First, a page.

As a pioneer in the field, the Mayo Clinic plays an integral role by discovering new tests and treatments for plasma cell disorders. Our algorithmic approach ensures that the right tests are ordered at the right time, and that health care providers get clinically actionable answers for their patients faster. And testing with Mayo Clinic means 24/7 access to our physician and laboratory experts, who are leaders in their field.
Testing for Plasma-Cell Proliferative Disorders [Brochure]
Society of Hematopathology Symposium Video
Plasma-Cell Neoplasms: Providing a Continuum of Care
For patients at risk of plasma cell disorders, early identification is critical to better outcomes. Coined as MASS-FIX, our innovative approach uses matrix-assisted laser desorption/ionization-time of flight mass spectrometry (MALDI-TOF MS), and marks the first major breakthrough in multiple myeloma screening since electrophoresis was developed in 1967.
By weighing M proteins, we overcome electrophoresis’s limitations in detection and provide the most accurate understanding of a patient’s M proteins. This novel testing also helps health care providers understand their patient’s risk of progression to multiple myeloma or AL amyloidosis. This level of insight is not possible via traditional testing methods.
Enhanced Test Panel for Monoclonal Gammopathy: Finding the Fingerprint
Screening and Monitoring of Monoclonal Gammopathies
[A Test in Focus]
mSMART uses the latest consensus criteria to determine a patient’s genetic risk of developing multiple myeloma to better inform individualized treatment plans.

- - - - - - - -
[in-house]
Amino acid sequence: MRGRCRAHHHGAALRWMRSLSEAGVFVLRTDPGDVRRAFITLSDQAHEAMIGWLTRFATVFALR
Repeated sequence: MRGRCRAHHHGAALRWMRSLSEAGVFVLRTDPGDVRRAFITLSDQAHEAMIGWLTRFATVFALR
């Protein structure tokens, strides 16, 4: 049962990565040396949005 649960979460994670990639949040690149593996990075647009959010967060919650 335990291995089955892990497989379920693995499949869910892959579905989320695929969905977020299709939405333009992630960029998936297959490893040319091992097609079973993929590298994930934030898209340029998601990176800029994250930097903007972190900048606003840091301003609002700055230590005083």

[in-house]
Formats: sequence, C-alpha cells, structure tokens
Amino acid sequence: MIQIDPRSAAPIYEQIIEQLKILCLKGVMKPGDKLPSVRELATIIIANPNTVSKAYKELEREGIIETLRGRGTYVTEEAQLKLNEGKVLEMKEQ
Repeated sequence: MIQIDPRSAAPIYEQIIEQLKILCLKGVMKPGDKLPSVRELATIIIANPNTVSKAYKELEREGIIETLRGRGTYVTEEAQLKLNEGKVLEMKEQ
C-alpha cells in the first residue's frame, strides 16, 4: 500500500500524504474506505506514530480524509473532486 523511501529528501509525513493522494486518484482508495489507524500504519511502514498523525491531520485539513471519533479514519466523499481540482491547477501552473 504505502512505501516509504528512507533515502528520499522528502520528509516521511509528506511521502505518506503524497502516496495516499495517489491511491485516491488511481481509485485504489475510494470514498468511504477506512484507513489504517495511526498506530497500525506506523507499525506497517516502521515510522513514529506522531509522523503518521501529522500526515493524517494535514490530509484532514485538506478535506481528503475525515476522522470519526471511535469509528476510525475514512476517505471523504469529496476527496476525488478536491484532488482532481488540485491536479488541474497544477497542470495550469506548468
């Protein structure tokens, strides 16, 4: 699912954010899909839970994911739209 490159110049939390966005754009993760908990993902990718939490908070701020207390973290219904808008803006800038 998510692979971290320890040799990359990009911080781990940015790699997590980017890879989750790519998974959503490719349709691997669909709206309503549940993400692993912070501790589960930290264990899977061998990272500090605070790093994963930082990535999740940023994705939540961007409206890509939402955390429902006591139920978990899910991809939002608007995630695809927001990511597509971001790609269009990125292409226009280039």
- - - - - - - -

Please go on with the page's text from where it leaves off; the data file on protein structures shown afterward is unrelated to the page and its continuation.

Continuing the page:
The Mayo Stratification for Myeloma and Risk-Adapted Therapy (mSMART) guides providers to the best treatment options. Our approach takes into account the fact that multiple myeloma is increasingly recognized as more than one disease, with cytogenic, molecular and proliferative heterogenity. While novel agents and combinations are rapidly redefining the treatment paradigm, patient outcomes vary based on risk stratification.
mSMART: Stratification for Myeloma and Risk-Adapted Therapy
Since the early 2000s, the average length of survival from time of diagnosis has more than tripled to more than five years.
The Most Accurate Testing for Monitoring
Arming providers with higher specificity than traditional immunofixation can improve care quality by avoiding unnecessary bone marrow biopsies in favor of monitoring and identifying multiple myeloma with a blood sample.
Our new methodology’s greater sensitivity and specificity identifies changes in patients’ M protein levels. MASS-FIX differentiates monoclonal therapeutic interference from a patient’s M protein spike.
Minimal Residual Disease Testing
Detecting minimal residual disease after therapy has become increasingly important. Patients who do not achieve a minimal residual disease (MRD) negative status will relapse faster and will relapse faster and have a shorter survival length.2
With a sensitivity of 10(-5), our EuroFlow MRD test meets the guidelines recommended by the International Myeloma Working Group (IMWG), the National Comprehensive Cancer Network (NCCN), and the International Clinical Cytometry Society. Additionally, because most clinical trials require the use of MRD testing with at least a 10(-5) sensitivity, approaches that overcome the current limitations of conventional flow cytometry must be used.
There are 36 distinct proteins known to cause amyloidosis, and the pathogenesis of each is unique. Treatment approaches therefore differ greatly based on the protein subtype causing the disease. Given the risks associated with amyloidosis and treatment, accurate typing is essential to timely, effective, and cost-efficient disease management.